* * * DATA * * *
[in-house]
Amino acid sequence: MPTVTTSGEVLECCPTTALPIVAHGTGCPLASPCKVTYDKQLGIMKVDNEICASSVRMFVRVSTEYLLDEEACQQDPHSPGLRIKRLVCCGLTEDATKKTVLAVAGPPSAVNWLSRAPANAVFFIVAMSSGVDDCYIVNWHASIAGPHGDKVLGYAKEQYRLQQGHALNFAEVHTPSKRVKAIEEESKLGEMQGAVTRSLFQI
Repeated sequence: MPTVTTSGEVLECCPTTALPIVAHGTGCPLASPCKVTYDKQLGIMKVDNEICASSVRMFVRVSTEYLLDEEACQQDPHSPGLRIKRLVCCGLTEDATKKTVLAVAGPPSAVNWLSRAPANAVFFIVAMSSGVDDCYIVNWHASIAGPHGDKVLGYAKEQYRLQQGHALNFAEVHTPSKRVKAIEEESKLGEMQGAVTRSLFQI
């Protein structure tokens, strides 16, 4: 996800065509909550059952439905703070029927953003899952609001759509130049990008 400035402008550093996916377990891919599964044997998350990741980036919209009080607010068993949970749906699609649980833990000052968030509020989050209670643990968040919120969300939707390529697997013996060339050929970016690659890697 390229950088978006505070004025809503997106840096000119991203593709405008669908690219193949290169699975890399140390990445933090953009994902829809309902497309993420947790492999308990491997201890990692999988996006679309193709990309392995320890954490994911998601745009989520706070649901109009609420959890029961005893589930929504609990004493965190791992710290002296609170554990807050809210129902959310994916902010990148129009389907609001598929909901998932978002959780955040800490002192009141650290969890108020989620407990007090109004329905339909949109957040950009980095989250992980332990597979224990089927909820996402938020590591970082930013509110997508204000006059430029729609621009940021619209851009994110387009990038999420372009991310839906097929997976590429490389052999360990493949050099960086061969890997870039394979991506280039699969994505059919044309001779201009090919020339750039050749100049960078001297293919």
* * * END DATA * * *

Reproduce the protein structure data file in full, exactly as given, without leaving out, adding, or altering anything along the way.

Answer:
[in-house]
Amino acid sequence: MPTVTTSGEVLECCPTTALPIVAHGTGCPLASPCKVTYDKQLGIMKVDNEICASSVRMFVRVSTEYLLDEEACQQDPHSPGLRIKRLVCCGLTEDATKKTVLAVAGPPSAVNWLSRAPANAVFFIVAMSSGVDDCYIVNWHASIAGPHGDKVLGYAKEQYRLQQGHALNFAEVHTPSKRVKAIEEESKLGEMQGAVTRSLFQI
Repeated sequence: MPTVTTSGEVLECCPTTALPIVAHGTGCPLASPCKVTYDKQLGIMKVDNEICASSVRMFVRVSTEYLLDEEACQQDPHSPGLRIKRLVCCGLTEDATKKTVLAVAGPPSAVNWLSRAPANAVFFIVAMSSGVDDCYIVNWHASIAGPHGDKVLGYAKEQYRLQQGHALNFAEVHTPSKRVKAIEEESKLGEMQGAVTRSLFQI
């Protein structure tokens, strides 16, 4: 996800065509909550059952439905703070029927953003899952609001759509130049990008 400035402008550093996916377990891919599964044997998350990741980036919209009080607010068993949970749906699609649980833990000052968030509020989050209670643990968040919120969300939707390529697997013996060339050929970016690659890697 390229950088978006505070004025809503997106840096000119991203593709405008669908690219193949290169699975890399140390990445933090953009994902829809309902497309993420947790492999308990491997201890990692999988996006679309193709990309392995320890954490994911998601745009989520706070649901109009609420959890029961005893589930929504609990004493965190791992710290002296609170554990807050809210129902959310994916902010990148129009389907609001598929909901998932978002959780955040800490002192009141650290969890108020989620407990007090109004329905339909949109957040950009980095989250992980332990597979224990089927909820996402938020590591970082930013509110997508204000006059430029729609621009940021619209851009994110387009990038999420372009991310839906097929997976590429490389052999360990493949050099960086061969890997870039394979991506280039699969994505059919044309001779201009090919020339750039050749100049960078001297293919």